What Are the Effects of Hallucinogens?

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Question: What Are the Effects of Hallucinogens?

Answer: Researchers believe that hallucinogens alter the perceptions of users by acting on neural circuits in the brain, particularly in prefrontal cortex, a region of the brain involved in perception, mood and cognition. Whereas, dissociative drugs are thought to disrupt glutamate transmitters in the brain, hallucinogens are believed to affect the neurotransmitter serotonin.

Hallucinogens can also affect regions of the brain that deal with regulating arousal and physiological responses to stress and panic, according to National Institute on Drug Abuse (NIDA) research.

What are the Short-Term Effects of Hallucinogens?

People who use hallucinogens can see things, hear things and feel sensations that seem to be very real, but do not in fact exist. These altered perceptions are known as hallucinations.

Typically, these effects can begin from 20 to 90 minutes after ingestion and can last up to 12 hours.

One problem for users of hallucinogens is the fact that the effects of the drug can be highly unpredictable. The amount ingested, plus the user's personality, mood, surroundings and expectations can all play a role in how the "trip" will go.

What hallucinogens can do is distort the user's capacity to recognize reality, think rationally and communicate. In short, a drug-induced psychosis, and an unpredictable one.

Sometimes, the user will experience a enjoyable and mentally stimulating trip. Some report having a sense of heightened understanding. But, users can have a "bad trip," that produces terrifying thoughts and feelings of anxiety and despair.

According to NIDA research, bad trips can result in fears of losing control, insanity, or death.

The following is a list of short term effects of hallucinogenic drugs, provided by the NIDA:


  • Feelings of relaxation (similar to effects of low doses of marijuana)
  • Nervousness, paranoia, and panic reactions
  • Introspective/spiritual experiences

Short-Term General Effects of Hallucinogens

Sensory Effects

  • Hallucinations, including seeing, hearing, touching, or smelling things in a distorted way or perceiving things that do not exist
  • Intensified feelings and sensory experiences (brighter colors, sharper sounds)
  • Mixed senses (“seeing” sounds or “hearing” colors)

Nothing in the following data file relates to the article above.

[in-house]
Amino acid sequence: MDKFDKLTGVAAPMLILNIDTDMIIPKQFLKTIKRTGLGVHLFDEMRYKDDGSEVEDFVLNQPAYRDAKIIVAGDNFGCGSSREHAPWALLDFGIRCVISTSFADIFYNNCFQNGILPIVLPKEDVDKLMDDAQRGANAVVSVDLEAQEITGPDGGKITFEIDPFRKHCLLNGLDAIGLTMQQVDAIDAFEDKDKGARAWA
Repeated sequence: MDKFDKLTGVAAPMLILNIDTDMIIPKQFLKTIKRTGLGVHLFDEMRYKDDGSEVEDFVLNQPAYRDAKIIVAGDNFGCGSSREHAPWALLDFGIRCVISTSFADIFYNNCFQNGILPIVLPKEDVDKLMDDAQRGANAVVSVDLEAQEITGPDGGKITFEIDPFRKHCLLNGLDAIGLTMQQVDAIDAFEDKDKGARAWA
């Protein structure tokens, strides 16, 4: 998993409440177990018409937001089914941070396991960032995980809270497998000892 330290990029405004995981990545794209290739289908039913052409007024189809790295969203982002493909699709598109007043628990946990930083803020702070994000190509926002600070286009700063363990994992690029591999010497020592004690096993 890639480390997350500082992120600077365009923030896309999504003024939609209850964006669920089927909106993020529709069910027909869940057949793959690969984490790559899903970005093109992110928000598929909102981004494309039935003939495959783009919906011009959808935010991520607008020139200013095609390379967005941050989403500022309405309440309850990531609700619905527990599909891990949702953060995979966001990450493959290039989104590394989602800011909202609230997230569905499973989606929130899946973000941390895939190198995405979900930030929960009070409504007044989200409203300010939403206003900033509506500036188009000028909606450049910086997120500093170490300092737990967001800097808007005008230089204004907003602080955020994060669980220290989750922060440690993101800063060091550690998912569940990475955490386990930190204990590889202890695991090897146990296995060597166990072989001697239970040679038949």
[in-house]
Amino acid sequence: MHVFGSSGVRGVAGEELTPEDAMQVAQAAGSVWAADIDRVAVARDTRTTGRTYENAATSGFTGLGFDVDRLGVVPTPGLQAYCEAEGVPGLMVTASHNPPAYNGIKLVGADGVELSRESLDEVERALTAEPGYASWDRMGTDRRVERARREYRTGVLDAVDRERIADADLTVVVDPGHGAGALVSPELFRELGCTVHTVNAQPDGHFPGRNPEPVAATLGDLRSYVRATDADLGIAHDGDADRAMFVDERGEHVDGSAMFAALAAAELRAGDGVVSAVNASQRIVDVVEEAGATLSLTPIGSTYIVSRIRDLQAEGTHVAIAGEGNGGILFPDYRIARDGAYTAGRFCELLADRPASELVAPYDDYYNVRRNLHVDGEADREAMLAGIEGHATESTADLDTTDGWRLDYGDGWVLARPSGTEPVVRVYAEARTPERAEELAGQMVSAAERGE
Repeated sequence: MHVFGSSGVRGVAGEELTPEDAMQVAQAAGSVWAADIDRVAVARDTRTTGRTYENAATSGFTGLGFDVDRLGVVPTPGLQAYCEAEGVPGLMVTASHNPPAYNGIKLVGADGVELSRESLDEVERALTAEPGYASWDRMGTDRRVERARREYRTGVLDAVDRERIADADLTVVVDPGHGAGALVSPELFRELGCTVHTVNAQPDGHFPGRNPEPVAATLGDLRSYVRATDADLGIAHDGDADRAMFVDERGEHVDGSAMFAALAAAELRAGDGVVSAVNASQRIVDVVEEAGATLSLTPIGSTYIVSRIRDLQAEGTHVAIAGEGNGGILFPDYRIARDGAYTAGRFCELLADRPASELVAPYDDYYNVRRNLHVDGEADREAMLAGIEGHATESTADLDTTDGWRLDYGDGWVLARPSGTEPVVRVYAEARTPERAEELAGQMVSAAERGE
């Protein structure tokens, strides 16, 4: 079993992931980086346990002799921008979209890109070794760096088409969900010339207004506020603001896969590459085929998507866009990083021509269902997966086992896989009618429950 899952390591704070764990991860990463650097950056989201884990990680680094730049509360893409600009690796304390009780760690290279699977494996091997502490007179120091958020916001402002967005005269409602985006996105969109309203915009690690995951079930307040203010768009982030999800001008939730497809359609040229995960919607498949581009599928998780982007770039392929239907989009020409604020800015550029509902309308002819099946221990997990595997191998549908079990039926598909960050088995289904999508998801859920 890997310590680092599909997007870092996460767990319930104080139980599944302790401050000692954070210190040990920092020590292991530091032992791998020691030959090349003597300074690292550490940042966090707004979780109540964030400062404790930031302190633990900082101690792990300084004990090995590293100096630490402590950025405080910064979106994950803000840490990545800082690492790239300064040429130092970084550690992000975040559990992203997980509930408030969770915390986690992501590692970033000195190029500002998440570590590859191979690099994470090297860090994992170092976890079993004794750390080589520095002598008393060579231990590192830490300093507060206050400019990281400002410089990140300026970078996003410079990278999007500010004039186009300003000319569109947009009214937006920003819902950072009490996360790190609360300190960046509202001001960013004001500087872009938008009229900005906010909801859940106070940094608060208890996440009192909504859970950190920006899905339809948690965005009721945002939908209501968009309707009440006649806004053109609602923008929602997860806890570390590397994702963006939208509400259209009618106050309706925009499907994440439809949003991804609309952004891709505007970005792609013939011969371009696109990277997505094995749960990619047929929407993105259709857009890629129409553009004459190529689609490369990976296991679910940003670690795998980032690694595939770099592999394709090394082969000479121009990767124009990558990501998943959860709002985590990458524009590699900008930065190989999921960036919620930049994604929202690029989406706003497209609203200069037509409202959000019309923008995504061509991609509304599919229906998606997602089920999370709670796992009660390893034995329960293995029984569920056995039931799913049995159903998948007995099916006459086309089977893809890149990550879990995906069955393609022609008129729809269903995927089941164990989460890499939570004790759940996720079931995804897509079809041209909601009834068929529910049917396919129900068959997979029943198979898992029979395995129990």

• Changes in sense or perception of time (time goes by slowly)

Physical Effects

  • Increased energy and heart rate
  • Nausea

What are the Long-Term Effects of Hallucinogens?

One result of repeated use of hallucinogens is the development of tolerance. Studies show that LSD users develop a high degree of tolerance for the drug very quickly. This means they have to take increasingly larger amounts to get the same effects.

Research indicates that if a user develops a tolerance to one drug in the hallucinogen class, he or she will also have a tolerance for other drugs in the same class. For example, if someone has developed a tolerance to LSD, they will also have a tolerance to psilocybin and mescaline.

They will not, however, have a tolerance to drugs that affect other neurotransmitter systems, such as amphetamines and marijuana.

This tolerance is not permanent. If the person stops taking the drug for several days, the tolerance will disappear.

Also, chronic users of hallucinogens typically do not experience any physical withdrawal symptoms when they cease use of the drugs, unlike users who have become dependent on other drugs or alcohol.

Persistent Psychosis and Flashbacks

Two of the more serious long-term effects of hallucinogen use are persistent psychosis and flashbacks, otherwise known as hallucinogen persisting perception disorder (HPPD}. Many times these conditions will occur together.

Although rare, the occurrence of these conditions are as unpredictable as having a bad trip. They can happen to anyone, but research has shown that they are more often observed in patients with a history of psychological problems.

The NIDA reports that persistent psychosis and flashbacks can occur to some users even after a single exposure to hallucinogenic drugs.

There is really no established treatment for flashbacks, although many who experience them are treated with antidepressants, antipsychotic drugs and psychotherapy.

According to the NIDA, here are some of the specific long-term effects of hallucinogen use:

Long-Term Effects

Persistent Psychosis

  • Visual disturbances
  • Disorganized thinking
  • Paranoia
  • Mood disturbances

Hallucinogen Persisting Perception Disorder (Flashbacks)

  • Hallucinations
  • Other visual disturbances (such as seeing halos or trails attached to moving objects)
  • Symptoms sometimes mistaken for neurological disorders (such as stroke or brain tumor)

Back to: Hallucinogens FAQ


National Institute on Drug Abuse. "Hallucinogens and Dissociative Drugs." Research Report Series Updated January 2014

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